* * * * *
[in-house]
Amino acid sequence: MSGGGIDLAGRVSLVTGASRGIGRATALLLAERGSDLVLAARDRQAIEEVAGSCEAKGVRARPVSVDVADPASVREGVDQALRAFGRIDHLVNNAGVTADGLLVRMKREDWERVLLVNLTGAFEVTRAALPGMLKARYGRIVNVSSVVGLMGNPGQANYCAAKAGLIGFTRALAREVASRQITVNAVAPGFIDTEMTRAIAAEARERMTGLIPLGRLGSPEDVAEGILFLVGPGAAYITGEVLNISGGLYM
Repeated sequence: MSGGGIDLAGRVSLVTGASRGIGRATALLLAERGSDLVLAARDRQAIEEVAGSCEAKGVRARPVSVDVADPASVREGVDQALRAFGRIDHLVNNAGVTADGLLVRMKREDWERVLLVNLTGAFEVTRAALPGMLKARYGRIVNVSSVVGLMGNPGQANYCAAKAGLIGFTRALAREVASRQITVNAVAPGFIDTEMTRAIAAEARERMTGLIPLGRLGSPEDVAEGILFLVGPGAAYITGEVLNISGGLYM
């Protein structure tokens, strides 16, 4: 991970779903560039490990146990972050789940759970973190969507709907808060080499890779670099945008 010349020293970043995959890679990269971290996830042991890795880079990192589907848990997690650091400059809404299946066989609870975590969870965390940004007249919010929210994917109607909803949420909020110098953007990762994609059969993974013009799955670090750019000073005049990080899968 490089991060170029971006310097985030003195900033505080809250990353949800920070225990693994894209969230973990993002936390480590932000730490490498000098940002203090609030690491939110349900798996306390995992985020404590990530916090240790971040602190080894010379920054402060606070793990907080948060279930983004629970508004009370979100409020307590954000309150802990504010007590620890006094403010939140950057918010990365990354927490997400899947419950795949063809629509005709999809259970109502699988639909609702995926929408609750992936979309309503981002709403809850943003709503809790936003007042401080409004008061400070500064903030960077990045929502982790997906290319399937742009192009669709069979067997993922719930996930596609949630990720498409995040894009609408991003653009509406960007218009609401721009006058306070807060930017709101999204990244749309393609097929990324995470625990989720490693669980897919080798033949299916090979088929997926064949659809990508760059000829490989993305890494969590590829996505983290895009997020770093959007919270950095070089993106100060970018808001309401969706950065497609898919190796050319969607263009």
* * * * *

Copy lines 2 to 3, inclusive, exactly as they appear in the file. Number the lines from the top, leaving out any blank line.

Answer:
Amino acid sequence: MSGGGIDLAGRVSLVTGASRGIGRATALLLAERGSDLVLAARDRQAIEEVAGSCEAKGVRARPVSVDVADPASVREGVDQALRAFGRIDHLVNNAGVTADGLLVRMKREDWERVLLVNLTGAFEVTRAALPGMLKARYGRIVNVSSVVGLMGNPGQANYCAAKAGLIGFTRALAREVASRQITVNAVAPGFIDTEMTRAIAAEARERMTGLIPLGRLGSPEDVAEGILFLVGPGAAYITGEVLNISGGLYM
Repeated sequence: MSGGGIDLAGRVSLVTGASRGIGRATALLLAERGSDLVLAARDRQAIEEVAGSCEAKGVRARPVSVDVADPASVREGVDQALRAFGRIDHLVNNAGVTADGLLVRMKREDWERVLLVNLTGAFEVTRAALPGMLKARYGRIVNVSSVVGLMGNPGQANYCAAKAGLIGFTRALAREVASRQITVNAVAPGFIDTEMTRAIAAEARERMTGLIPLGRLGSPEDVAEGILFLVGPGAAYITGEVLNISGGLYM